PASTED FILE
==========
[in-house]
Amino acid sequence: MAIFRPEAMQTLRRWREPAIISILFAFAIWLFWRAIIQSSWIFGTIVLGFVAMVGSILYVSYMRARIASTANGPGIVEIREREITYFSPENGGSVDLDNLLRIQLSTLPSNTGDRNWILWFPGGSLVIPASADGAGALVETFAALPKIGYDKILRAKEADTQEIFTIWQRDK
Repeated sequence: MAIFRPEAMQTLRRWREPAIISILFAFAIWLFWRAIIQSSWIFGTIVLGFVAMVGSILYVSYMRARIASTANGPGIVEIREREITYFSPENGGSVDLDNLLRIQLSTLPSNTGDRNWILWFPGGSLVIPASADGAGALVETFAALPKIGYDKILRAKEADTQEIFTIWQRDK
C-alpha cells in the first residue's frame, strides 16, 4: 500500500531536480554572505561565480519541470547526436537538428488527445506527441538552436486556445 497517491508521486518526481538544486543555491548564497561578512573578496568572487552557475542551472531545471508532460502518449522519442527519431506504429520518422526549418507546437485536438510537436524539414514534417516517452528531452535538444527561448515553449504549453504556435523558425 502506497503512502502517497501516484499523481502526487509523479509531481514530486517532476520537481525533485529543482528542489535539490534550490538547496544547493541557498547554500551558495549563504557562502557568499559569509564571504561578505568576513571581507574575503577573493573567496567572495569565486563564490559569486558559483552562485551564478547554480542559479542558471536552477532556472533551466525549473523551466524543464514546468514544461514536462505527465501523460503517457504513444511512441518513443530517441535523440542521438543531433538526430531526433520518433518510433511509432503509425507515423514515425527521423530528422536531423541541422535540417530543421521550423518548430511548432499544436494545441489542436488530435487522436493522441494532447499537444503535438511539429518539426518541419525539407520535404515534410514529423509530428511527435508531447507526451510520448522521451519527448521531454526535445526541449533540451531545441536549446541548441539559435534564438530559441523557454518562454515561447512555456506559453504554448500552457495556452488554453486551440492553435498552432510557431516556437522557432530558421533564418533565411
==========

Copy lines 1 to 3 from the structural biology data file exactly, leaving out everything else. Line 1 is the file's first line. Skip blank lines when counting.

[in-house]
Amino acid sequence: MAIFRPEAMQTLRRWREPAIISILFAFAIWLFWRAIIQSSWIFGTIVLGFVAMVGSILYVSYMRARIASTANGPGIVEIREREITYFSPENGGSVDLDNLLRIQLSTLPSNTGDRNWILWFPGGSLVIPASADGAGALVETFAALPKIGYDKILRAKEADTQEIFTIWQRDK
Repeated sequence: MAIFRPEAMQTLRRWREPAIISILFAFAIWLFWRAIIQSSWIFGTIVLGFVAMVGSILYVSYMRARIASTANGPGIVEIREREITYFSPENGGSVDLDNLLRIQLSTLPSNTGDRNWILWFPGGSLVIPASADGAGALVETFAALPKIGYDKILRAKEADTQEIFTIWQRDK